Japan Geoscience Union Meeting 2016

Presentation information


Symbol M (Multidisciplinary and Interdisciplinary) » M-TT Technology & Techniques

[M-TT28] Frontiers in Geochemistry : Prospect for geochemistry and cosmochemistry in future

Sun. May 22, 2016 5:15 PM - 6:30 PM Poster Hall (International Exhibition Hall HALL6)

Convener:*Hajime Obata(Marine inorganic chemistry division, Atmosphere and Ocean Research Institute, University of Tokyo), Hirochika Sumino(Department of Basic Science, Graduate School of Arts and Sciences, The University of Tokyo), Tetsuya Yokoyama(Department of Earth and Planetary Sciences, Graduate School of Science and Engineering, Tokyo Institute of Technology), Takafumi Hirata(Graduate School of Science, Kyoto University), Urumu Tsunogai(Graduate School of Environmental Studies, Nagoya University), Yoshio Takahashi(Department of Earth and Planetary Science, Graduate School of Science, The University of Tokyo), Shogo Tachibana(Department of Natural History Scieces, Hokkaido University), Katsuhiko Suzuki(Research and Development Center for Submarine Resources, Japan Agency for Marine-Earth Science and Technology), Gen Shimoda(Geological Survey of Japan, AIST), Hiroyuki Kagi(Geochemical Research Center, Graduate School of Science, University of Tokyo), Yusuke Yokoyama(Atmosphere and Ocean Research Institute, University of Tokyo)

5:15 PM - 6:30 PM

[MTT28-P04] Nucleosynthetic Yb isotope anomalies in chondrites

*Tetsuya Yokoyama1, Masaki Nakahara1, Ryota Fukai1 (1.Department of Earth and Planetary Sciences, Graduate School of Science and Engineering, Tokyo Institute of Technology)

Keywords:isotope anomalies, chondrite, Yb

Recent studies on high precision isotope analyses for bulk aliquots of meteorites discovered the existence of planetary scale nucleosynthetic isotope variabilities for a variety of elements (e.g., Cr, Sr, Mo, Ru) [1-4]. By contrast, some elements (Hf, W, and Os) do not show such anomalies at the current level of analytical precision [5-7]. The processes responsible for generating the isotopic heterogeneity/homogeneity in the early Solar System are not fully resolved yet, however, two plausible models have been proposed to account for the isotopic characteristics recorded in meteorites. The first model considers nebular thermal processing which caused selective destruction of thermally weak-isotopically anomalous carriers, followed by subsequent physical separation of volatile phase and ultra-refractory components [8]. On the other hand, the injection of isotopically anomalous materials from a nearby core-collapse supernova (ccSN) and subsequent aerodynamic sorting of grains in different sizes can be an alternative possibility to cause planetary scale isotope heterogeneity [9].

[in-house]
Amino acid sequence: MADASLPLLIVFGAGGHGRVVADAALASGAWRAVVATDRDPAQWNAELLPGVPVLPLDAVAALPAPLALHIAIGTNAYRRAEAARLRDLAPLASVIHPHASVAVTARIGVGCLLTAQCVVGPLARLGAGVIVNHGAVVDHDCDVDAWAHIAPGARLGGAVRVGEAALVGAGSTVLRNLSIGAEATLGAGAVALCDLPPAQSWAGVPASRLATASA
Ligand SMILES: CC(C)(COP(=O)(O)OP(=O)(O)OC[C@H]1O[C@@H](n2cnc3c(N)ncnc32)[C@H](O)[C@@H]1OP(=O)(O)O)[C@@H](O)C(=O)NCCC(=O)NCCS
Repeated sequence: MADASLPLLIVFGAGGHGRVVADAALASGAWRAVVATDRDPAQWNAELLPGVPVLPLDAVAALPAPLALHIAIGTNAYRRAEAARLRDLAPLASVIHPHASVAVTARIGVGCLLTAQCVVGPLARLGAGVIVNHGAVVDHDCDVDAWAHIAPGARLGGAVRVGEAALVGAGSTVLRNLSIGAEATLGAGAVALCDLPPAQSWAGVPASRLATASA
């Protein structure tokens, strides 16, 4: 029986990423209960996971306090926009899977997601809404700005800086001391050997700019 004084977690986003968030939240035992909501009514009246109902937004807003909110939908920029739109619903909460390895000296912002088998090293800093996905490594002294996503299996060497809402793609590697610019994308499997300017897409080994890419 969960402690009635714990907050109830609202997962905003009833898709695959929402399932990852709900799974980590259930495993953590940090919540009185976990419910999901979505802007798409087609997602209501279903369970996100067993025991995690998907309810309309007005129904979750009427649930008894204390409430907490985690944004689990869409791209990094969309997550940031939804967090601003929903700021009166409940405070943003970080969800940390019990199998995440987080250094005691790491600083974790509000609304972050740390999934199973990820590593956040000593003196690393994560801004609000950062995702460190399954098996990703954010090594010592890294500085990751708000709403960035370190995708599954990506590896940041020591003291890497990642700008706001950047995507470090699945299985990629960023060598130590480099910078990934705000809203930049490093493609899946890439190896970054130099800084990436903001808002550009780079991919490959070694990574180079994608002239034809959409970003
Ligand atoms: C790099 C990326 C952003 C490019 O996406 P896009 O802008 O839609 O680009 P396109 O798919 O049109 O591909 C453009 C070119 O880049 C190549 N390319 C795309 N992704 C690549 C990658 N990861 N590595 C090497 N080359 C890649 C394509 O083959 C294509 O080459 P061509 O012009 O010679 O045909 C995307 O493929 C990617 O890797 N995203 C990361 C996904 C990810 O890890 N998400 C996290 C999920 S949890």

Ytterbium is an intriguing element which would provide a strong constraint on the origin of planetary scale isotope anomalies in the Solar System. The T50% for Yb (1487 K) is lower than those of the other heavy-REEs (1659 K) and is comparable to that of Sr. Therefore, the thermal processing would lead to heterogeneous Yb isotope distribution in the Solar System, whereas the injection of a nearby ccSN would not generate r-nuclides of Yb. Here we report preliminary results on Yb isotope compositions in one ordinary chondrite (Olivenza, LL5) and one rumuruti chondrite (NWA 753, R3.9).
The Yb isotope ratios for meteorite samples are reported as µYb notations which represent the parts par 106 deviations from the terrestrial isotope ratios. The ordinary and rumuruti chondrites possess large negative anomalies for µ168Yb (–2500 ppm on average) and µ170Yb (–130 ppm on average) exceeding analytical uncertainties of the standard material, whereas the µ171Yb, µ173Yb, and µ176Yb values are indistinguishable from the terrestrial component. The patterns of µYb for the chondrites are not consistent with that representing the deficit of s-process nuclides relative to the terrestrial component. Therefore, the negative anomalies in in µ68Yb and µ170Yb are attributed either to the deficit of p-process nuclides relative to the terrestrial component, or to the analytical artifact due to the overcorrection of interferences from 168Er and 170Er. By contrast, the absence of anomalies for µ171Yb, µ173Yb, and µ176Yb is consistent with the marginal isotope anomalies in ordinary chondrites for Mo and Ru isotopes synthesized by the s- and r-processes, which are significantly smaller than those observed in carbonaceous chondrites and iron meteorites [3-4].
References: [1] Trinquier, A. et al. (2009) Science 324, 374. [2] Yokoyama, T. et al. (2015) EPSL 416, 46. [3] Burkhardt, C. et al. (2011) EPSL 312, 390. [4] Fischer-Gödde, M. et al. (2015) GCA 168, 151. [5] Akram, W. et al. (2013) ApJ 777, 169. [6] Yokoyama, T. et al. (2010) EPSL 291, 48. [7] Burkhardt, C. et al. (2012) EPSL 357–358, 298. [8] Yokoyama, T. and Walker, R.J. (2016) RiMG 81, 107. [9] Dauphas, N. et al. (2010) ApJ 720, 1577.